“I had to travel to Doha to understand the scale of my work, to link it to the scale of the architecture surrounding it and hence to arrive at the scale of my work which was to be in the same proportion of the human form. I had to finalise the colour and the size of the beads also had to fit the proportion of the whole structure. And then the production began in Paris, with each bead made by hand, using a process called hammering. After they were built, seven ships were used to transport the pieces to Doha where it had to be installed,” explains Jean-Michel.
“It was hard work, we worked from 12midnight to 5 am in the morning. I got to know the country very intimately,” says Jean-Michel.
The artist had to adapt his material of work for this site as glass would not be suitable for the climatic conditions of the country. Here in this installation, Jean-Michel has used steel as the material with a ceramic coating on its surface to achieve the effect of the glass beads.
“The positioning of the beads and the jet fountain also had to be adjusted so that the water mimics the architecture of the structure,” says Jean-Michel.
The beads imply reeds that come out of the lagoon, which Jean-Michel says is a homage to nature in the desert country. “That is why I call this structure Alfa, which is the name of the reed used to make baskets and other traditional elements which is part of the oldest cultural craft of Qatar. The reeds were also used as a tool in Calligraphy writing and hence
The beads that take on black colour, as a homage to “the women who wear Abaya”, in a white architectural setting, is a subtle message of the collaboration of forces from around the world.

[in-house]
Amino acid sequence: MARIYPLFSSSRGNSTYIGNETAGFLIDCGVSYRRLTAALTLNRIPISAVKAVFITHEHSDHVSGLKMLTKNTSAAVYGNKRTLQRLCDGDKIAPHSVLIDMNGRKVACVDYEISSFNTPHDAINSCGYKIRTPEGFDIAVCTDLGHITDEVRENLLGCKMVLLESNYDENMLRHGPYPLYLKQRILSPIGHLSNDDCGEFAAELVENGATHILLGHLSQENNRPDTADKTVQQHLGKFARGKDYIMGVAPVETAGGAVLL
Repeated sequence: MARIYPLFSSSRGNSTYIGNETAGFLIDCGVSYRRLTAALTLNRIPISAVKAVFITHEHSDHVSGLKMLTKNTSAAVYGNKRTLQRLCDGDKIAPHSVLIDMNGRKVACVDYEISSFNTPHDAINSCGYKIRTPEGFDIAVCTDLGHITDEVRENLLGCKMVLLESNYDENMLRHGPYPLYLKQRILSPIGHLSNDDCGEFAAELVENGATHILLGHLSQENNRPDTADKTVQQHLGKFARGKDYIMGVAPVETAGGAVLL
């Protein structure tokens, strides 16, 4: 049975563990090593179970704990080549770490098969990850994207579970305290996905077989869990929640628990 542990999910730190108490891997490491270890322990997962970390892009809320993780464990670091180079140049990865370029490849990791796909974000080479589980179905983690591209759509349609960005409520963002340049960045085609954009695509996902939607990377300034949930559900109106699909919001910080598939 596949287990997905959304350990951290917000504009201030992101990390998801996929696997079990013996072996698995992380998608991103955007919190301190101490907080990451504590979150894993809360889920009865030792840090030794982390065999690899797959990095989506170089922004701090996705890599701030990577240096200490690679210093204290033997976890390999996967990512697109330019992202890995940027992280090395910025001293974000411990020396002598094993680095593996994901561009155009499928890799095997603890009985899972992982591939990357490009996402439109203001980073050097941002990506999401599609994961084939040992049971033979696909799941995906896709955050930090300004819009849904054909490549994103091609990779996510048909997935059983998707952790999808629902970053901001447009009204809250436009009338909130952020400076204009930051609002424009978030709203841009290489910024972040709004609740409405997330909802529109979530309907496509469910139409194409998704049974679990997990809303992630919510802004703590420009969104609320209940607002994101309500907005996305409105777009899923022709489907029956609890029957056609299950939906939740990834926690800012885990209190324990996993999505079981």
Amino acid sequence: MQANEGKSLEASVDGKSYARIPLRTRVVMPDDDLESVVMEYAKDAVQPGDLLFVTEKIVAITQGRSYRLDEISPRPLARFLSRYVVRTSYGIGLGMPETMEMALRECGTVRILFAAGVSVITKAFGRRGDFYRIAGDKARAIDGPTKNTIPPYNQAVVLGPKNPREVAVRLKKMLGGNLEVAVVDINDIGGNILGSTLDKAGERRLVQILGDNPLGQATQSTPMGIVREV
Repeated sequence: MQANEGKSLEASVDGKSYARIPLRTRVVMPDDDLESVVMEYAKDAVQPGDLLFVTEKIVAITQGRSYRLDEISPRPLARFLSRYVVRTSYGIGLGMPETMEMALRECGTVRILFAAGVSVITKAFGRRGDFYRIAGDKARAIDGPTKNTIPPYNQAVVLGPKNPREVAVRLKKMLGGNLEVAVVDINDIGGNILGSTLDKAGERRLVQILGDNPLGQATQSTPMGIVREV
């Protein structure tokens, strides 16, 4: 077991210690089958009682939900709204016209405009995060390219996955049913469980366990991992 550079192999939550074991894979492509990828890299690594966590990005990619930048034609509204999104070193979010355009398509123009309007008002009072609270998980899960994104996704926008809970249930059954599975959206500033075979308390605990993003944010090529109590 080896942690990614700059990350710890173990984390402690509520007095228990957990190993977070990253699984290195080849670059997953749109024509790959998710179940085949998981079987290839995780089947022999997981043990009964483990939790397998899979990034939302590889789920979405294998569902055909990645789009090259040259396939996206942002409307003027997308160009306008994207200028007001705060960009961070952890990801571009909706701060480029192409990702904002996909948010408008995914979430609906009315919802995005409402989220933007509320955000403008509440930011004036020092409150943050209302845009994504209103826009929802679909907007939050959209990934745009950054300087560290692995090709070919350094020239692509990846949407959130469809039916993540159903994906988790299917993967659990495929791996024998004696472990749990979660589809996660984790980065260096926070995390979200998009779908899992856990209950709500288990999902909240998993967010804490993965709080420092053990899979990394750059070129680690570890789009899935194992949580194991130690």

The installation on closer scrutiny has Arabic calligraphy as its design form and this too has a subtle message to impart according to Jean-Michel.
“It is a homage to the oldest form of art, writing, and calligraphy, to share stories,” he says.
But the artforms do not have a message to impart, instead, they are just calligraphy letters used randomly. Jean-Michel explains the reason behind this, “It was agreed that the writing should not carry any message, while it should impart a message of the importance of writing. This is why I had to work with the calligraphic artists in Qatar Museums to make sure that the letters I used would not imply any hidden message when seen together. It was to be an abstract work of art, like a poetic statement.”
“I created this installation in situ in keeping with the scale of the architecture and the landscape, in order to accentuate the importance of wild reeds that are fragile elements of nature, as essential tools for cultural transmission,” he says.
The learnings for the artist from this project are multiple, “Learning to execute a project that is so far from your country, to arrive in a country where you have to build everything, which is also very exciting. To be one of the first artists from outside to contribute to the new museum and to be able to add to the message that the Museum is imparting to the new generation,” he says.
The art forms might not carry any direct messages through the Arabic letters used but it carries an enormous statement, of the power of form in proportion to the human scale while seen in context with the architecture that surrounds it, while it also takes the viewer through a visual journey of the past of the country as seen by a French artist.